In the recent cases of The Owners – Strata Plan No 58068 v Cooper  NSWCATAP 96 and The Owners – Strata Plan 55773 v Roden; Spiers v The Owners – Strata Plan 77953  NSWCATAP 95 the Appeal Panel found that by-laws prohibiting the keeping of pets were valid and enforceable by an Owners Corporation.
There is an inherent tension between a lot owner’s right to enjoy their lot and the OC’s power to control the use of the lots and common property for the enjoyment of all the lots, bypassing bylaws.
In both cases, the Appeal Panel dismissed the lot owners’ arguments that these types of by-laws were harsh, oppressive and unconscionable. These decisions indicate, despite the ‘pet-friendly’ reforms mooted in the Strata Schemes Management Act 2015 (SSMA), and the first instance decisions of Yardy, Roden and Cooper, that pet animals do not have an automatic right of residence with their owners in the lot or on common property.
By-laws can be made in relation to the ‘control, use or enjoyment of the lots or common property’. The power includes the prohibition or restriction of actions in a lot. Some schemes have created by-laws banning all pets, irrespective of their behaviour, size, age, or species. The issue is that S139 of the SSMA (unlike SSMA 1996) says that a by-law cannot be unjust, and must not be harsh, unconscionable or oppressive. Pet owners argue that blanket pet bans breach s139.
Roden & Cooper
In these significant decisions the Appeal Panel, constituted by the President and Deputy President) considered just this question. Both appeals concerned large strata schemes: Roden a 40-storey 280 lot building the Elan, and Cooper a 43-storey 260 lot building, the Horizon. Both schemes passed blanket by- laws, but in different circumstances.
Elan’s ‘ban’ was passed in 2013. The SSMA 1996 was in force. In 2017, Mr Roden, a prospective pet owner challenged the by-law, first unsuccessfully by motion in meeting and second, and successfully at NCAT. Mr Roden argued that the OC did not adequately review the arrangements for the keeping of pets and the pet ‘ban’ was harsh, oppressive and unconscionable and therefore in breach of s139. NCAT agreed and in September 2019 the by-law was declared to be harsh, unconscionable and oppressive and therefore invalid under s150 SSMA. The OC appealed
In Cooper, the Horizon’s ban was implemented by the developer, but then repealed and replaced in 2016 with an almost identical by-law (excluding assistance animals). In 2016, Mrs Cooper (with knowledge of the by-law) moved in with Angus, a miniature schnauzer. In 2019, the OC sought to enforce the pet ban by seeking Angus’ permanent removal from the lot. The lot owners responded by challenging the validity of the by-law.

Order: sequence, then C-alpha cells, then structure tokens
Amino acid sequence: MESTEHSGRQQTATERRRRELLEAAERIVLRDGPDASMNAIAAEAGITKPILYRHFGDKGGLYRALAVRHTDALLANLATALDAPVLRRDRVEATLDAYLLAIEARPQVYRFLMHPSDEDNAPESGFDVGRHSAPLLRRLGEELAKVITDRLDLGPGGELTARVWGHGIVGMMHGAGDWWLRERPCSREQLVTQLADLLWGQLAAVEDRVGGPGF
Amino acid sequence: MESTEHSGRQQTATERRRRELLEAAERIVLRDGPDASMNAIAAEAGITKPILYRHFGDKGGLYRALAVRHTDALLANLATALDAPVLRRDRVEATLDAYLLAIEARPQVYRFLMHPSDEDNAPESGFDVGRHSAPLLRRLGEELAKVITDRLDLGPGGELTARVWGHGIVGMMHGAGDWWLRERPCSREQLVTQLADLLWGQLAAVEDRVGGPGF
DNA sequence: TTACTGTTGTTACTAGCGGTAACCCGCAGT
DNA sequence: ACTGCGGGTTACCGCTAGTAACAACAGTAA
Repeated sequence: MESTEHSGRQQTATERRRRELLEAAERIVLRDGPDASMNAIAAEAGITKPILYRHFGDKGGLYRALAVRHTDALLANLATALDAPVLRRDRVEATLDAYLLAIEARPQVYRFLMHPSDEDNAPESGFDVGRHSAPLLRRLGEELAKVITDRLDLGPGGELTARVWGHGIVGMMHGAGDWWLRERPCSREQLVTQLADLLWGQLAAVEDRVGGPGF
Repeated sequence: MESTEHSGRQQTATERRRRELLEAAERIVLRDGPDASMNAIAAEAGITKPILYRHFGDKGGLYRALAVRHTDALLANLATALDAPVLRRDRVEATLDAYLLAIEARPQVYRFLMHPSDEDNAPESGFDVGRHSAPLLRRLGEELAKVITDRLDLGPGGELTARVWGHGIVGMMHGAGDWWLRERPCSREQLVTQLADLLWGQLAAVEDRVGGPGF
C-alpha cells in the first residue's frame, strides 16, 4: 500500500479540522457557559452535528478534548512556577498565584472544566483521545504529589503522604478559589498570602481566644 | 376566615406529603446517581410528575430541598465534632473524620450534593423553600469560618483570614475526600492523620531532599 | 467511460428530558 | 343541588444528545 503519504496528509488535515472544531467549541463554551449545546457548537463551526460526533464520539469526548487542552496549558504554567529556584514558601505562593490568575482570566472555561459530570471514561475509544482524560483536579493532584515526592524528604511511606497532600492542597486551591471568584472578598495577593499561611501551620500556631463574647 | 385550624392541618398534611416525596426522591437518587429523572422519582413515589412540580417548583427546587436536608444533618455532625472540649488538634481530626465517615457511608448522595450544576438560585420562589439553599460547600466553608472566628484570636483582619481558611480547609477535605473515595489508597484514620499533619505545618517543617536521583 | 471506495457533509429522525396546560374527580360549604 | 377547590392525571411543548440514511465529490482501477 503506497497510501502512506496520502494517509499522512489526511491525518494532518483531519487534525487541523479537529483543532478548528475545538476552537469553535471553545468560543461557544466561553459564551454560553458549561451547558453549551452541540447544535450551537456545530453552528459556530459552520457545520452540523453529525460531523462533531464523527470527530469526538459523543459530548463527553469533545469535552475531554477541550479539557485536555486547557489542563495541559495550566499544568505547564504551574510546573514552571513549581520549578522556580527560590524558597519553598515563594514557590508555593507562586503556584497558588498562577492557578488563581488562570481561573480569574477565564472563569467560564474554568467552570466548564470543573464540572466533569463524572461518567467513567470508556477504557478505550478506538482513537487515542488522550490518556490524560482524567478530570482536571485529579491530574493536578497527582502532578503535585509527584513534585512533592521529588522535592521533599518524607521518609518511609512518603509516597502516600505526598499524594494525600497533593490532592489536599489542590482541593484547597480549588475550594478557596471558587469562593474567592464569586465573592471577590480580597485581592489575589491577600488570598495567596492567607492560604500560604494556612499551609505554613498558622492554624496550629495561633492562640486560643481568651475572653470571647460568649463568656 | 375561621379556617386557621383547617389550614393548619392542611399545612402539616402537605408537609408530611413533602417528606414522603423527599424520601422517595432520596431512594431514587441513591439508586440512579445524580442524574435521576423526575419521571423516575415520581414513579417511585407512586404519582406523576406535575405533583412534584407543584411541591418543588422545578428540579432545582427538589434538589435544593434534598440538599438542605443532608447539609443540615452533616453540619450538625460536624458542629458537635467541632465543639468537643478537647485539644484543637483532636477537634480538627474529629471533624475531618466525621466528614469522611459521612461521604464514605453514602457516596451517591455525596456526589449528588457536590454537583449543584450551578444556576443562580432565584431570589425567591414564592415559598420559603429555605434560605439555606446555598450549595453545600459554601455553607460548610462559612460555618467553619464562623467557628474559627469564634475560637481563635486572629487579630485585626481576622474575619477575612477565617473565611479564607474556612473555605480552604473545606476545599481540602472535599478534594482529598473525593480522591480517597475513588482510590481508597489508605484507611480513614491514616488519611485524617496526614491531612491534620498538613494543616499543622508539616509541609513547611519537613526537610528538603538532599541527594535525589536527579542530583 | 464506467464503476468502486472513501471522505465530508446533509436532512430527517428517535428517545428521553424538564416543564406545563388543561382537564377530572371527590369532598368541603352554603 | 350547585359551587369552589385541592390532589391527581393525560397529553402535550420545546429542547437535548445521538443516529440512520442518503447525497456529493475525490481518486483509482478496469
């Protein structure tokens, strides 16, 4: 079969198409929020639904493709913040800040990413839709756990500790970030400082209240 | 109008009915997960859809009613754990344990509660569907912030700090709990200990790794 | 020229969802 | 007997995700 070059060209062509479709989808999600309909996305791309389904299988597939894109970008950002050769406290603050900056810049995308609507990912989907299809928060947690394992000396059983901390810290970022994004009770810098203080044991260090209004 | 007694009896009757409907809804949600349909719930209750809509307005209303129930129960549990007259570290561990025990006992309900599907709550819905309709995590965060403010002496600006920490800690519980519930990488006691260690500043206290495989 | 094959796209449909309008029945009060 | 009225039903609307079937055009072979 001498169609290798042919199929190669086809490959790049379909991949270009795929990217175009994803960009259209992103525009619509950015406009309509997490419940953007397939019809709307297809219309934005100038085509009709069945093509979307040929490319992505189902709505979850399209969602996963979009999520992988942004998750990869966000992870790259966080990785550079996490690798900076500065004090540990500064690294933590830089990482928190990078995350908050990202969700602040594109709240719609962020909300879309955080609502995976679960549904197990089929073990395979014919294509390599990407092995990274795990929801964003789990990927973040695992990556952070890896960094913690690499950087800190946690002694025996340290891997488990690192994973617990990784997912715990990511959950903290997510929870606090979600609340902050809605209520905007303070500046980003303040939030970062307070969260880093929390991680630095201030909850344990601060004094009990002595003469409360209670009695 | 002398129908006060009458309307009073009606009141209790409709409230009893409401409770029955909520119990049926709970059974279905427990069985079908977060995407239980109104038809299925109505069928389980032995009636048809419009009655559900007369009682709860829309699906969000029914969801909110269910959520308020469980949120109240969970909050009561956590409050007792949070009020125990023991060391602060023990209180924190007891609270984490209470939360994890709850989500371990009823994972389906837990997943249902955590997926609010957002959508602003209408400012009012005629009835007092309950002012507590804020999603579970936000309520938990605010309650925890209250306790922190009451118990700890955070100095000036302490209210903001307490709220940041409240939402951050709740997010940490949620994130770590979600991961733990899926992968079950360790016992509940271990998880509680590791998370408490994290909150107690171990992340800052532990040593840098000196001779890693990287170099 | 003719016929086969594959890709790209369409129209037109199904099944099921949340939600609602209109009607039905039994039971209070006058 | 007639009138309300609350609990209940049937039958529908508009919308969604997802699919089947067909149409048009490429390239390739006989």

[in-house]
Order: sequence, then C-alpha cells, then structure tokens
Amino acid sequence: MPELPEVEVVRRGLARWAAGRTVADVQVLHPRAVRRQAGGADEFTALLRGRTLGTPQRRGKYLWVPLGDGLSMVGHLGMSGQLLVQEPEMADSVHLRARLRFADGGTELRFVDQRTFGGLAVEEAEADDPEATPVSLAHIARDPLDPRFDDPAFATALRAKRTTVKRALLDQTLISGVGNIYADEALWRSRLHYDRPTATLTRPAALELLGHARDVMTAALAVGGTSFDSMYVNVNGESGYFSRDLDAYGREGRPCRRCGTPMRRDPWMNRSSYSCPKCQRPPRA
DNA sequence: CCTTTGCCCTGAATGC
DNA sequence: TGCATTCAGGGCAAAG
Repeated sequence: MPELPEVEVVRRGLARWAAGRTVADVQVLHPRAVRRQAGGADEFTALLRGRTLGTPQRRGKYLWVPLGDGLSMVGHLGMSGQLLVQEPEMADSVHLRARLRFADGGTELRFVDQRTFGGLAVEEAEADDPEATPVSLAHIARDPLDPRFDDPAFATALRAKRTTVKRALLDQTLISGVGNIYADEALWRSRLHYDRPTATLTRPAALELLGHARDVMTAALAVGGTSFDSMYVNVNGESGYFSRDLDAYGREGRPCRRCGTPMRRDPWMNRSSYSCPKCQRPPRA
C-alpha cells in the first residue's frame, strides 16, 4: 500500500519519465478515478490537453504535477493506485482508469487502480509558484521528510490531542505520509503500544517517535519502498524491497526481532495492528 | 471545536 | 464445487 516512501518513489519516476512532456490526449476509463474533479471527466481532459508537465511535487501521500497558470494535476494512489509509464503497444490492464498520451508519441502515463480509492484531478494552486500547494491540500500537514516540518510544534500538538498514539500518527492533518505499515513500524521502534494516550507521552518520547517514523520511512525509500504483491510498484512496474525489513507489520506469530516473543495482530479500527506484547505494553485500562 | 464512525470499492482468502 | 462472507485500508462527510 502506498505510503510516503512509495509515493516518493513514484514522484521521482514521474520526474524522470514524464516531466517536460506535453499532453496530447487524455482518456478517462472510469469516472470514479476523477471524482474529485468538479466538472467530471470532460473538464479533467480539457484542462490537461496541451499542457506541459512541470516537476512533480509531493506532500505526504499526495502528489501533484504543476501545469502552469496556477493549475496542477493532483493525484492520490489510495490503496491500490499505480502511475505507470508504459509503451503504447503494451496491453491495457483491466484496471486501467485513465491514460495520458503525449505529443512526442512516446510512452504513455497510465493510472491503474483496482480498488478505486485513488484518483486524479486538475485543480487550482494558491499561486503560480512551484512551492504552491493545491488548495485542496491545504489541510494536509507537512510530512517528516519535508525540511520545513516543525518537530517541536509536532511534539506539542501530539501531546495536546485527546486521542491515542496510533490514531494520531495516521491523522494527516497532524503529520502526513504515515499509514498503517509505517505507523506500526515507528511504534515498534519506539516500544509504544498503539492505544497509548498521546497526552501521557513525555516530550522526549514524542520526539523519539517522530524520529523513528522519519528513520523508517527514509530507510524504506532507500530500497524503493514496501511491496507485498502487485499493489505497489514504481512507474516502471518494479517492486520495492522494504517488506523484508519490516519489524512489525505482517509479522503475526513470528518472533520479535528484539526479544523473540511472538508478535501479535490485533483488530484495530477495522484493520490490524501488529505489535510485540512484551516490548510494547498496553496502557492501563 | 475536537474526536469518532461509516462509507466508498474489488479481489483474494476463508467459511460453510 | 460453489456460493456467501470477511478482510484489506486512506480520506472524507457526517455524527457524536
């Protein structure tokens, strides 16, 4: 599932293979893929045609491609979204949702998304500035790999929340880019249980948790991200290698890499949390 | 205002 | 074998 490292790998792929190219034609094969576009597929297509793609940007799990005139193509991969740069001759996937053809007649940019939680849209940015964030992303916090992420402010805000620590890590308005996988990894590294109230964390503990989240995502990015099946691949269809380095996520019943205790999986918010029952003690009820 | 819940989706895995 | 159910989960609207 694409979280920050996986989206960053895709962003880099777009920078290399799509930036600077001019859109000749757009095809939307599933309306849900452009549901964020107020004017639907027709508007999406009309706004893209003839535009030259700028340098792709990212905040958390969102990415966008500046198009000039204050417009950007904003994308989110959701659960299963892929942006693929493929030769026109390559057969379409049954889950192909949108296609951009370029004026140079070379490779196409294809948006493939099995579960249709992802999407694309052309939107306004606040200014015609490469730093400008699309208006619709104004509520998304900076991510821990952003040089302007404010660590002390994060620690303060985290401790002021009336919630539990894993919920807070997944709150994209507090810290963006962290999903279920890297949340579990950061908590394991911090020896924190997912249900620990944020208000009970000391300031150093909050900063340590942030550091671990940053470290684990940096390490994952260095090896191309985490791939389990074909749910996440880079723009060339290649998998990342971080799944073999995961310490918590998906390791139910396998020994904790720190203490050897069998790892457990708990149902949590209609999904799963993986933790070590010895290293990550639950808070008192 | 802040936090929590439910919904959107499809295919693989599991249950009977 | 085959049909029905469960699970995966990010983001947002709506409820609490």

In November 2019 NCAT found that the by-law was harsh, oppressive and unconscionable in the specific circumstances of the case because of uncontradicted evidence that Angus was suitable for strata living. Angus had won a reprieve. The OC appealed.
The Issue on appeal
The primary issue in both appeals was whether the no pets by-laws were in breach of s139 and if so were invalid by the operation of ss139 and 150 SSMA.
The Findings on Appeal
The Appeal Panel declared both by-laws to be valid. In deciding that neither by-law was harsh, unconscionable, or oppressive it placed significant weight on the circumstances of each case. In particular, in Cooper, the finding was that Mrs Cooper’s knowledge of the pet prohibition on the purchase of the lot made it much more difficult to demonstrate that the no pets by-law was harsh, oppressive or unconscionable.
The following general principles result:
· a by-law which bans pets is not in itself harsh, oppressive and unconscionable
· the test under s139 is objective
· the degree of severity is higher than the standard of “unreasonable”
These decisions may have a more significant effect on strata living because it is arguable that other by-laws that regulating conduct by restriction and prohibition (such as smoking or balcony barbeques) are incapable of a challenge by aggrieved lot owners under s139.
Combing through the current by-laws may not be enough. Let the buyer beware.
Are you having problems with pets and your strata scheme?
Clare Peacock is an experienced construction lawyer working on Sydney’s Northern Beaches. Clare provides practical, cost-effective building approval advice to property owners, builders and strata managers. Services include residential building disputes, body corporate issues and strata building problems.